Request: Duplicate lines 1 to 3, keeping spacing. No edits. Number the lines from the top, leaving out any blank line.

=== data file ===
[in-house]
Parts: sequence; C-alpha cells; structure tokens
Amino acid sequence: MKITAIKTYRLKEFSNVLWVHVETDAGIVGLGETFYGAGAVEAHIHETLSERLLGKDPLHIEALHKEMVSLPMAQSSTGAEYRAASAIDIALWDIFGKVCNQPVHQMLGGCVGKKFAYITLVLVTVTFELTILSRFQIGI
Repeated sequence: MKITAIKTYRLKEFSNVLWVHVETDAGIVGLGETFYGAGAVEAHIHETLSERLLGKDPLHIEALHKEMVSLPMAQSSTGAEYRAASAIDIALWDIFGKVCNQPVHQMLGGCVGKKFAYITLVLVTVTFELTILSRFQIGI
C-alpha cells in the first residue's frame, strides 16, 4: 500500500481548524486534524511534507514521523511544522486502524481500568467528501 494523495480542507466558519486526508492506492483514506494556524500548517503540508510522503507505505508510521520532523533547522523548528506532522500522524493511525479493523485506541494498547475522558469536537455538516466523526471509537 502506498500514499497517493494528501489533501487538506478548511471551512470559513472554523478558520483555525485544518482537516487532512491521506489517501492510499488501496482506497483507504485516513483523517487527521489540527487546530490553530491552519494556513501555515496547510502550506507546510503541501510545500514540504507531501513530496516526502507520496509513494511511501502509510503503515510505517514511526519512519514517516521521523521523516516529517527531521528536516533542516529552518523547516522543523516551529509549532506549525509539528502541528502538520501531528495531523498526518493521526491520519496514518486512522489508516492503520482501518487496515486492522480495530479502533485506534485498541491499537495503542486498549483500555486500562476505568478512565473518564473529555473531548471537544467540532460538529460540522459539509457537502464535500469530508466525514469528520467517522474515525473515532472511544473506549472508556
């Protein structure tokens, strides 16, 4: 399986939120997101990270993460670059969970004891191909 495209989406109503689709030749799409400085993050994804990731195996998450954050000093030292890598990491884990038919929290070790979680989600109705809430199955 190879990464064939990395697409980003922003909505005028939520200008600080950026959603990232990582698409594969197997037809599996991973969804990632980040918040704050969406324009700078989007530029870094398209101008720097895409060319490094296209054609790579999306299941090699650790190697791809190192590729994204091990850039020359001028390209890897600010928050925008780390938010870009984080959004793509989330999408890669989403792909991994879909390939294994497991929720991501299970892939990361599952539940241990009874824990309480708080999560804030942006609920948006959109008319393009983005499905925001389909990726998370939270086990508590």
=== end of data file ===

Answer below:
[in-house]
Parts: sequence; C-alpha cells; structure tokens
Amino acid sequence: MKITAIKTYRLKEFSNVLWVHVETDAGIVGLGETFYGAGAVEAHIHETLSERLLGKDPLHIEALHKEMVSLPMAQSSTGAEYRAASAIDIALWDIFGKVCNQPVHQMLGGCVGKKFAYITLVLVTVTFELTILSRFQIGI